Caelin Mills

HEAD: The politics of May 4, 1970: What does it mean today?

Following the shootings at Kent State on May 4, 1970, the political support felt by Americans for the ongoing Vietnam War that followed was felt immediately, said Lori Boes, assistant director at the May 4 Visitors Center.

“After the shootings, the support in the United States for the Vietnam War dropped,” Boes said.

She noted that days after the shootings, college students across the country walked out of class in solidarity with those who died at Kent State.

Boes said it galvanized the younger generation — who were increasingly divided from older generations — to protest.

Though separated by 40 years, he political divisions between protest movements of today and in the ’70s are strikingly similar, Boes said. 

“We ask students if there’s anything that would make them protest, and three years ago we couldn’t get anyone to answer ‘yes,’” Boes said. “Then, as Black Lives Matter happened — look at the protests we’ve seen since (the election of President Donald) Trump — now we ask students and they say ‘yes, I can see myself protesting.”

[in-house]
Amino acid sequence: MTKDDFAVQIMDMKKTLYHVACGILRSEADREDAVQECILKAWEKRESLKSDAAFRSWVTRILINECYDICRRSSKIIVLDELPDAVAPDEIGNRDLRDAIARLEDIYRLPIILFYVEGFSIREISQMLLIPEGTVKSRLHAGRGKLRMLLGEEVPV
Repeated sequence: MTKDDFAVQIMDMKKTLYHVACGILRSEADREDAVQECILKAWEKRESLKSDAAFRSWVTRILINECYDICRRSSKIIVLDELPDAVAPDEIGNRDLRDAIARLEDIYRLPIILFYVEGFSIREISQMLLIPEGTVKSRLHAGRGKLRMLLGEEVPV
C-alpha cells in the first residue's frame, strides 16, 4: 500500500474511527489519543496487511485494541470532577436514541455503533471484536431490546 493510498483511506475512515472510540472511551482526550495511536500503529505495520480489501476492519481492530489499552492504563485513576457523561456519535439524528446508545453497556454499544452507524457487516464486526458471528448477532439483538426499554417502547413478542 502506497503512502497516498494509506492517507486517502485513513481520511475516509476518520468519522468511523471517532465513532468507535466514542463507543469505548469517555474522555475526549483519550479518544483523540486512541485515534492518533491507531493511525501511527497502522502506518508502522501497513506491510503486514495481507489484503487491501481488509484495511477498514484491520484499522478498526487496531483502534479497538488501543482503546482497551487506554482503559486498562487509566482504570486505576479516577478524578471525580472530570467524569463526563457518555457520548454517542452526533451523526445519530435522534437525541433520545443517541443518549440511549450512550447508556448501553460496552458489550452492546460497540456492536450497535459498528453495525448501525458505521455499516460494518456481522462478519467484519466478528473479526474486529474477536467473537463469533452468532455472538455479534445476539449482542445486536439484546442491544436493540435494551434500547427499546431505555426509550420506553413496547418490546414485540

Boes said the shift that’s happened in the viewing of protesting millennials just in the last three years among millennials about what it can and can’t do is “really interesting.”

She said the divisions today aren’t generational differences, but ideological differences of conservatives and liberals. The call for protest is just as strong because of these divisions as it was in 1970, Boes said.